After two years at Northern Arizona University, Annie Goodwin of Rafter Y Eventing, now based in Aiken, made the decision to trade the classroom for the cross country course, to see just how far her passion for horses and the great sport of eventing could take her. She has never looked back. Annie keeps up with her blog on her website, and we thought we’d share her packing tips here on EN for our readers to benefit from. Many thanks to Annie for writing!
There you are. You’ve submitted your entry, looked up your ride times, and bathed wonder pony, now all you have to do is pack. Ugh. Packing. Why do I event again? Why couldn’t I fall in love with a single phase sport?!
No matter how much you prepare, you always have too much and still forget something. Personally, (and because I often suffer a terrible case of scatterbrain) I get started with a list. For each show, I will grab a piece of paper and a pen and mentally play through my day.
As I go through the day, I write down the supplies I need for each phase, and anything else I might want to properly care for my horse.
As an example, let’s go through CROSS COUNTRY. Not just because it’s every eventer everywhere’s favorite part of the day, but it also because it happens to be the most gear-centric of all three phases. So here we go…
I’ll start with studs (I always start with studs … think from the ground up). Do I need them? Better to have them and not want them, right?
After I’ve studded, I move on to protective boots. When studding, which is a personal choice mind you, it’s super important to keep your horse safe from themselves (not totally out of the ordinary). My general rule is: if the horse has studs in, he has boots on. How much would it stink to have to scratch because your ever-graceful equine split his own leg with his other (studded) hoof? Avoidable Accident. I digress.
We’ve got the boots on! Time to secure them in place so as not to have slippage or velcro malfunction while on course. I use electrical tape, one piece at the top, one piece at the bottom. All booted!
Now onto the tack. I start with my breastplate (hunt plate, 5 point, running martingale, or let your dude run bare boobed; totally a choice made individually).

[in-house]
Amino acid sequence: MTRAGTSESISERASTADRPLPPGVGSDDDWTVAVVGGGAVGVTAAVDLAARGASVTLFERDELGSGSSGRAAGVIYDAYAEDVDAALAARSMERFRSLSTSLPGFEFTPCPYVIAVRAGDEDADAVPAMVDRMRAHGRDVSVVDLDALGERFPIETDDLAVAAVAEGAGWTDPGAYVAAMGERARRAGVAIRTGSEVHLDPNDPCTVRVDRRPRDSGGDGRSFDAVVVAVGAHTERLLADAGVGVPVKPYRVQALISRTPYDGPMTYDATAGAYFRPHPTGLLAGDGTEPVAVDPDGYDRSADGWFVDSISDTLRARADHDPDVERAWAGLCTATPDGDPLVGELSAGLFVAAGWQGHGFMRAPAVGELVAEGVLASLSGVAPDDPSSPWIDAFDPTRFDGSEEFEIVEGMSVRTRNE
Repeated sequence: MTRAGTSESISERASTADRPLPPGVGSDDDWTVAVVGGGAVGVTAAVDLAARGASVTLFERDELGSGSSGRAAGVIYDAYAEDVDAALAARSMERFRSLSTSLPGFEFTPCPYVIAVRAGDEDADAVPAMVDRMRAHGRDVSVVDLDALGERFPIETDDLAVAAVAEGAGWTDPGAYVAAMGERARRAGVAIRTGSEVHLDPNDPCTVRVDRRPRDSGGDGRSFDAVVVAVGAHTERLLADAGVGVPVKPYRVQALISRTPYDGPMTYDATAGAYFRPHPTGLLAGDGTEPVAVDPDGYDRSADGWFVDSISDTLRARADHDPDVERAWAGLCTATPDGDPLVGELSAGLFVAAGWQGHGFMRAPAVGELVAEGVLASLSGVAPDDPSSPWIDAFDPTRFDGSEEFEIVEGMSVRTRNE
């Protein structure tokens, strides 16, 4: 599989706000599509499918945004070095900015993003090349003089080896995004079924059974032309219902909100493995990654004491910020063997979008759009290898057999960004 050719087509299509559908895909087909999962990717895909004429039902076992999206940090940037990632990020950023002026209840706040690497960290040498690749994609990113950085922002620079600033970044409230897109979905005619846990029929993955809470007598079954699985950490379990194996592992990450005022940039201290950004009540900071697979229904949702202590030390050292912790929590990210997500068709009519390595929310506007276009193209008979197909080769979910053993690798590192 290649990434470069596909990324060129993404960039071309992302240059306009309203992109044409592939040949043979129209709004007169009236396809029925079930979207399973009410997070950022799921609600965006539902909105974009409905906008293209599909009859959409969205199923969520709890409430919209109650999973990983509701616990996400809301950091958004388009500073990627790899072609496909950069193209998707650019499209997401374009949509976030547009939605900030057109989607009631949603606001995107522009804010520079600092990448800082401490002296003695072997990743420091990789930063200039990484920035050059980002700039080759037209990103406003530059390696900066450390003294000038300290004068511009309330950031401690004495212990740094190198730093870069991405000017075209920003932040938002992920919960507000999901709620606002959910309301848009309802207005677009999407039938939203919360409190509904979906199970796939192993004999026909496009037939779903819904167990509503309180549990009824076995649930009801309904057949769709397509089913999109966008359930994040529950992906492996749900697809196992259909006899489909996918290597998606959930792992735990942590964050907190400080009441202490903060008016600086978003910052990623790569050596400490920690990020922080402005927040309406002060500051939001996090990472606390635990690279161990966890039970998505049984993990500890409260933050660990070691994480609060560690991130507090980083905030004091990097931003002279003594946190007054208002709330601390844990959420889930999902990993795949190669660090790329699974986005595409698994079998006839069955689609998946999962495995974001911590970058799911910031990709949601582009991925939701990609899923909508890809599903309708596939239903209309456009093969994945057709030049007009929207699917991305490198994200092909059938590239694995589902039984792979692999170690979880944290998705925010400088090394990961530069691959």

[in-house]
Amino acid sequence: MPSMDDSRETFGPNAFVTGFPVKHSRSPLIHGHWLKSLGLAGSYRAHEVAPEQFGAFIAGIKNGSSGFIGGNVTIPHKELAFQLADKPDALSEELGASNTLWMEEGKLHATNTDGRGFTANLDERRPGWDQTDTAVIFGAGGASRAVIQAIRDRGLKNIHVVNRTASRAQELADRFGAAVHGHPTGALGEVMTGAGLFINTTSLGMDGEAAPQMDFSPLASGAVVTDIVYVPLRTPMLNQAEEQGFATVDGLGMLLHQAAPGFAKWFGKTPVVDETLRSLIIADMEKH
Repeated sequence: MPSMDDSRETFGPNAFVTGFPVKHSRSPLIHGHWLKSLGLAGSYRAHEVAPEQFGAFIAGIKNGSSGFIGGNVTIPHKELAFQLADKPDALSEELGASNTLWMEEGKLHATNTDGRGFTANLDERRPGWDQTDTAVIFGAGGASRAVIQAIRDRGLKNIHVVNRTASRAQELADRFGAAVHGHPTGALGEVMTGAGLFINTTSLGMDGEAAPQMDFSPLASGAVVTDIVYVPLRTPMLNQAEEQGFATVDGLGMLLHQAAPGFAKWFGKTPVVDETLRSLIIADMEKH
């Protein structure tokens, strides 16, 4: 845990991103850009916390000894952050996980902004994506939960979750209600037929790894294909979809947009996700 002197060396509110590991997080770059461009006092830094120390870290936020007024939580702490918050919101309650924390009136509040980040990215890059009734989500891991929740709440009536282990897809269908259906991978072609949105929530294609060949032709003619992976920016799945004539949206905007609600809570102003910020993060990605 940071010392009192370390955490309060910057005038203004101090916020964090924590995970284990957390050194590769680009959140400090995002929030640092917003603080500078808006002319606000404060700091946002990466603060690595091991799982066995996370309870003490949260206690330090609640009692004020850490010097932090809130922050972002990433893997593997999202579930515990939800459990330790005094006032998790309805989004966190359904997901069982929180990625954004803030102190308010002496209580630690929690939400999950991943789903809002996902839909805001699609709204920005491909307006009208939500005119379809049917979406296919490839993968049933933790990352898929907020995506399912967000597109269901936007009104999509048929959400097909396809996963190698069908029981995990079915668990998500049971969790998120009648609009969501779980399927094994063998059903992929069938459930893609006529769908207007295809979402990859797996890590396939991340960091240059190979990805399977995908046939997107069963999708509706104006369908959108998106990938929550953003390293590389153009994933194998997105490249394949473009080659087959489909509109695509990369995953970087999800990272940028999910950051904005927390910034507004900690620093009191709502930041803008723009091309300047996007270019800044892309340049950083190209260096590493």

Next we have the saddle pad, half pad, saddle and girth.
Now that Teddy O’Connor over there is all suited up, it’s my turn. I’ve got my tall boots and spurs (like I said, from the ground up!). Hopefully I still have pants on … it can be questionable.
Next, I grab my jump vest, air vest, pinney holder, arm band and watch.
Moving on up to the all important noggin. I have to attempt to tame my own wild mane. Time for the HAIRNET.
Now for the most important of importants, my helmet. Finally the wait is over and I bridle up (oh, right. I got that too), mount up and kick on!
So after I finish playing this short film, directed by me, in my own brain, this is what my list looks like:
Studs, Horse Boots, Tape, Breast plate, Saddle pad, Half pad, Saddle, Girth, People boots, Jump vest, Air vest, Pinney holder, Arm band, Watch, Hairnet, Helmet, Bridle.
I do this for the entire day (or weekend). From trailering to dressage to stadium to cross country to cool down and aftercare to trailering. Yes, this might be a little time consuming but it’s thorough. I feel prepared and organized.
Playing through my competition is part of my ritual, I guess. With my lists in hand, I start packing and organizing my trailer to be efficient to work out of. Items get marked off the list only as they go in.
This is what works for me! Maybe it will work for you, and I hope it will work for you too. Either way, it’s most important to have a plan and stay organized. We spend so much time training, riding and conditioning that sometimes the mundane stuff like packing and organizing fall to the wayside. Don’t let the mundane bring you down! Make it part of your ritual. Embrace it and make it work for you.